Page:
- were previously trading but are temporarily unable to do so due to coronavirusWhat the Grant Extension coversThe Government will provide a taxable grant covering 40% of average monthly trading profits, paid out in a single instalment covering 3 months’ worth of profits, and capped at £3,750 in total.The grants are taxable income and also subject to National Insurance contributions.HMRC will provide full details about claiming and applications in guidance on GOV.UK in due course.Cash Grants for business required to close in EnglandCash grants to businesses required to close in England are also being increased. These cash grants are to support business owners with fixed costs; those costs payable even if the business is closed.
- Grants will be linked to rateable values of business premises and will paid every two weeks. This should provide extra financial support to businesses across the hospitality sector that are required to close due to COVID restrictions.
- How to claim
- The second grant will cover a three-month period from 1 February 2021 until 30 April 2021. The Government will review the level of the second grant and set this in due course.
- The extension will last for six months, from November 2020 to April 2021. Grants will be paid in two lump sum instalments each covering a three-month period.
- Smaller businesses with rateable values at or below £15,000 will be able to claim £1,300 per month.
- Medium-sized businesses with a rateable value between £15,000 and £51,000 will be able to claim £2,000 per month, and
- Larger businesses will be able to claim £3,000 per month.
The devolved administrations in Scotland, Wales and Northern Ireland will be receiving additional financial support to offer similar measures in the devolved areas, should they choose to do so.
Local Restrictions Support Grant - Tier 2
What is the scheme?
We are providing additional funding to allow local authorities to support businesses in Tier 2 areas which are not legally closed, but which are severely impacted by the restrictions on socialising.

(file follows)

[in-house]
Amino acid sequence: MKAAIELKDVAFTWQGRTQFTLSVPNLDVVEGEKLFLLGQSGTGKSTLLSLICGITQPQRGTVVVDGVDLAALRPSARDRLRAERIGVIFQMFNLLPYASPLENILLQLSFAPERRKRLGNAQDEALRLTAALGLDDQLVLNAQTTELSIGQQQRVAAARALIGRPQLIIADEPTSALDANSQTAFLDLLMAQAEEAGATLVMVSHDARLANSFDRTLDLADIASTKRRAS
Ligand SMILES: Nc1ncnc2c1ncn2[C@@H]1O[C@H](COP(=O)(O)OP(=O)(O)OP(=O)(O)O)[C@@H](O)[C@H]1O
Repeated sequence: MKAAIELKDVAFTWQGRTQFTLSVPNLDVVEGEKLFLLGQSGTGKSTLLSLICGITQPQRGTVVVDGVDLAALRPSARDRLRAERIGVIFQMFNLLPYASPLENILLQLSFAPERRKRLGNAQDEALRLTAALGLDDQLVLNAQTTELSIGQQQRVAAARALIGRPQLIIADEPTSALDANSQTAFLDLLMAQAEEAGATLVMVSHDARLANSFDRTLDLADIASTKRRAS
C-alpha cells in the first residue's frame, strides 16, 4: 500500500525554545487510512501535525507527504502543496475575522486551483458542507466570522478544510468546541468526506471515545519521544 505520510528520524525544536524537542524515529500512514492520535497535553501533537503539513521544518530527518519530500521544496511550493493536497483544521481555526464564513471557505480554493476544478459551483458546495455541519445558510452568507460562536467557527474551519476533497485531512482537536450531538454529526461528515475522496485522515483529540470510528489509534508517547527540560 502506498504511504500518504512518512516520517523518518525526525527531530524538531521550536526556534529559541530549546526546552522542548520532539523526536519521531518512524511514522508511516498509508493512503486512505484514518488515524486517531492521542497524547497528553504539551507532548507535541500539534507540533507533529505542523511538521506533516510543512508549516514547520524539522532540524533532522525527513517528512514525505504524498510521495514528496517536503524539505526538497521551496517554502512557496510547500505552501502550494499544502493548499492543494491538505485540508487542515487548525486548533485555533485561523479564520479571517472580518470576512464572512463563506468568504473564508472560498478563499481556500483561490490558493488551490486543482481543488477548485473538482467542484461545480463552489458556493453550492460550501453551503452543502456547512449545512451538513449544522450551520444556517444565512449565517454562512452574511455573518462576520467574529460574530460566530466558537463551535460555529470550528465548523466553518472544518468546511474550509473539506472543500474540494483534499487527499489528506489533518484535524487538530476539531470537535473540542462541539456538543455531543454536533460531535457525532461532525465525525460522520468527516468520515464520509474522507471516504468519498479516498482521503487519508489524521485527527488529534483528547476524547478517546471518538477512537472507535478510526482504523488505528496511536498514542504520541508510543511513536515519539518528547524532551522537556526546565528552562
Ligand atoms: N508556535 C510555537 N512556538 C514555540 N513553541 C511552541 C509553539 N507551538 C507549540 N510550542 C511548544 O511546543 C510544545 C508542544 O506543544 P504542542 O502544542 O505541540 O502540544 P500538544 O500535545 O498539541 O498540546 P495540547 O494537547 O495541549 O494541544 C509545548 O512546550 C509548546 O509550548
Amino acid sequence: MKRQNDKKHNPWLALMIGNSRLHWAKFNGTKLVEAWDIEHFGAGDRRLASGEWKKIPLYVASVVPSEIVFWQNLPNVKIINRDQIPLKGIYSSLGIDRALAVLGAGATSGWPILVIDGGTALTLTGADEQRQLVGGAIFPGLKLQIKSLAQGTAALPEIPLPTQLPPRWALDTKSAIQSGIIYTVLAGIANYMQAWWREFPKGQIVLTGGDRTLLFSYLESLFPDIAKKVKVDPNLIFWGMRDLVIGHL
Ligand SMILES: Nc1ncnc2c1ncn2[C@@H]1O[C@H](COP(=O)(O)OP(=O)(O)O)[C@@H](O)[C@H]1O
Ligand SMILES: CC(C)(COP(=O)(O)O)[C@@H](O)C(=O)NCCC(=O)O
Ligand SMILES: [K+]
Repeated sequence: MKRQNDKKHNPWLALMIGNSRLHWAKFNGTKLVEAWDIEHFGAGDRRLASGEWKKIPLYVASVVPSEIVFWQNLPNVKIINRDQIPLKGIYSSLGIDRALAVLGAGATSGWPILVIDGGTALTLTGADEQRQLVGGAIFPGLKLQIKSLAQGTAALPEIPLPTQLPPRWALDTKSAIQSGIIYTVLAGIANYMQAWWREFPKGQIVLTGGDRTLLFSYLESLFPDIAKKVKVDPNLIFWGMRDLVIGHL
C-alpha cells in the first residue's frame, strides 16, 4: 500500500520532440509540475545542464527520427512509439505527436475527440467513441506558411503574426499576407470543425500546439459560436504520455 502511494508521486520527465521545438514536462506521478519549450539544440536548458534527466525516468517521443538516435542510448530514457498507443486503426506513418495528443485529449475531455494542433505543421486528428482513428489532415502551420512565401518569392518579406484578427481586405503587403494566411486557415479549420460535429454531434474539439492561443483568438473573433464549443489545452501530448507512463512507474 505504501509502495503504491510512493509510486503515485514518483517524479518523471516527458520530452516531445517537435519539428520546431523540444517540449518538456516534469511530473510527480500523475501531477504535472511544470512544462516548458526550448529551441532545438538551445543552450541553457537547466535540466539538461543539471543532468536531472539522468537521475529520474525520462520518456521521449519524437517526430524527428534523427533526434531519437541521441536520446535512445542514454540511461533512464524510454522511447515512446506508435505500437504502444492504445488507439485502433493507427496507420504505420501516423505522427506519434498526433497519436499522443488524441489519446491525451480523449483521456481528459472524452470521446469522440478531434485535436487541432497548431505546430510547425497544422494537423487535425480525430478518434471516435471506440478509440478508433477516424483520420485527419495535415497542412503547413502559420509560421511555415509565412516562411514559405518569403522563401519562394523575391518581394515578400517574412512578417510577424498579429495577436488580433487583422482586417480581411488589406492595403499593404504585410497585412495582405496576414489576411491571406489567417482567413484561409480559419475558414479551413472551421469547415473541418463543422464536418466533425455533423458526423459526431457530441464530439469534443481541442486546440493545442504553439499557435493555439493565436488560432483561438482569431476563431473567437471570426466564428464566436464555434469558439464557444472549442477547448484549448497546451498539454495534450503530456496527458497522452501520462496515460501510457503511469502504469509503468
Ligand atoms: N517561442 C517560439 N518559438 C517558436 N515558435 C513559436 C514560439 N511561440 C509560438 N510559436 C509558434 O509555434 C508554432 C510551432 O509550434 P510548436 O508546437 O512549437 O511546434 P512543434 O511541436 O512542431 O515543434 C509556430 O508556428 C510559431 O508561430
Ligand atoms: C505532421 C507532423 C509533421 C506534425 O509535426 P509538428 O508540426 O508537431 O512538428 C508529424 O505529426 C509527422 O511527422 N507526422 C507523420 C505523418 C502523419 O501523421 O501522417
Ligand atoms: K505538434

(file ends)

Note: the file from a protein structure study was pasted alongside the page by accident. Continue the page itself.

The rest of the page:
The funding local authorities will receive will be based on the number of hospitality, hotel, B&B, and leisure businesses in their area, and will assume that these businesses receive grants equivalent to 70% of the grants for which legally closed businesses are eligible.
This would be equivalent to:
- For properties with an RV of £15k or under, grants of £934 per month
- For properties with an RV of between £15k-£51k, grants of £1,400 per month
- For properties with an RV of £51k, grants of £2,100 per month
It will be up to Local Authorities to determine what precise funding to allocate to each business – the above levels are only an approximate guide.
Local authorities will also receive a 5% top up amount to these implied grant amounts to cover other businesses that might be affected by the local restrictions, but which may not be in the business rates system. This scheme will initially run until April, with a review point in January.
Who is eligible?
Local authorities have the freedom to determine the precise eligibility criteria for these grants in their local areas.
The guiding principle for local authorities is to use the funding to support businesses which have not been legally required to close, but which are nonetheless severely impacted by reduced demand caused by Tier 2 restrictions on socialising.
How can businesses access the grants? Grants will be administered by Local Authorities, and businesses are likely to need to apply to their local authority for support. It is up to local authorities to determine the payment schedule and timings for these grants.
What can businesses use the grants for?
Businesses can choose to spend the grants as they wish. We expect that many businesses will use the grants to cover high fixed property-related costs.
What about areas which have been living under Tier 2-equivalent restrictions for several months already? Will you help them?
Some areas have been subject to restrictions on socialising for several months, before the tiering system was introduced. Funding for these areas will be backdated until the point at which these restrictions began.